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Queens Chronicle

Raise smoking age

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Posted: Thursday, May 2, 2013 10:30 am

Dear Editor:

The Queens Chronicle has done a great job in covering the recent local news items related to tobacco control and smokefree issues. However, I have to disagree with the April 25 editorial stating that the City Council proposal to raise the minimum purchase age to buy cigarettes in New York City to 21 should be dropped (“At 18, smoking is your call”).

There are a number of tobacco-control proposals that have been introduced into the City Council, all of them worthy of passage and signed by Mayor Bloomberg, but the proposal in question could be the decisive turning point in finally reducing the number of our high school-age students from being the next replacement smoker generation.

Let’s not fool ourselves to think that teens wait until they have reached the magic age of 18 before they try their first smoke. It’s very clear that kids start to experiment with tobacco as early as age 14 and most start at age 16 or 17. This unfortunate dilemma was verified by the previously secret tobacco industry documents that uncovered their research and subsequent marketing strategy to target mid teens to become new tobacco users.

The key point that the Queens Chronicle is missing here is teens who are not legally able to buy their smokes rely on their friends aged 18-20 to buy cigarettes for them. A 2001 published report indicates that 90 percent of persons buying cigarettes for minors are in this age group. If the minimum age is raised to 21, then, there will be a paradigm shift of how teens, especially the 16-18 year olds, will be able to get their cigarettes. Their sources will no longer exist. Those who are 21 years old are in different social circles and are young adults who either are in their junior year of college or have been working for a living for three years and generally don’t hang with 16-18 year olds and are wise enough by then not to buy them cigarettes.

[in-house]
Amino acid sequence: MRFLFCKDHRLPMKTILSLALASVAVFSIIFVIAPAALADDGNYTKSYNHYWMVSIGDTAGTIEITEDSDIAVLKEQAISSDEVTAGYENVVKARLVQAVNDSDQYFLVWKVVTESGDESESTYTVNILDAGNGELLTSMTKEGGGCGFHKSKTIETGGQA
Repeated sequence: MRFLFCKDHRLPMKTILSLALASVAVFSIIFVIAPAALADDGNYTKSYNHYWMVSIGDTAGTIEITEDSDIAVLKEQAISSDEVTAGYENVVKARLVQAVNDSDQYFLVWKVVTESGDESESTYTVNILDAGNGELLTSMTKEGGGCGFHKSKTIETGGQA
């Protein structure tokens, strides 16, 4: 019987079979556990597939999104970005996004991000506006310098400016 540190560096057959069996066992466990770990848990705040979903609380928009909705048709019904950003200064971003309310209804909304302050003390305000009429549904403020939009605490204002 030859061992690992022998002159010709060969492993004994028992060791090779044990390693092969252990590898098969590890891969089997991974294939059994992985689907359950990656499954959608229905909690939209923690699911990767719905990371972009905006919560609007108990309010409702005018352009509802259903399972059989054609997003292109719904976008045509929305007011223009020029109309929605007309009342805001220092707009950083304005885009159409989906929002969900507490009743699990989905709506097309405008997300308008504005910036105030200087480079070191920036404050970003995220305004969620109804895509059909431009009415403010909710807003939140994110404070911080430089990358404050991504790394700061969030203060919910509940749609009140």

New York City would not be the first venue to raise the purchase age of cigarettes above 18. Two Massachusetts towns have raised the bar to 21 and New Jersey and neighboring Nassau and Suffolk counties have a minimum purchase age of 19. According to a New York City Department of Health and Mental Hygiene survey conducted last year, two-thirds of New Yorkers favor raising the minimum age for sale of cigarettes from 18 to 21, with 69 percent of nonsmokers and 60 percent of smokers supporting this policy.

Phil Konigsberg
Bay Terrace

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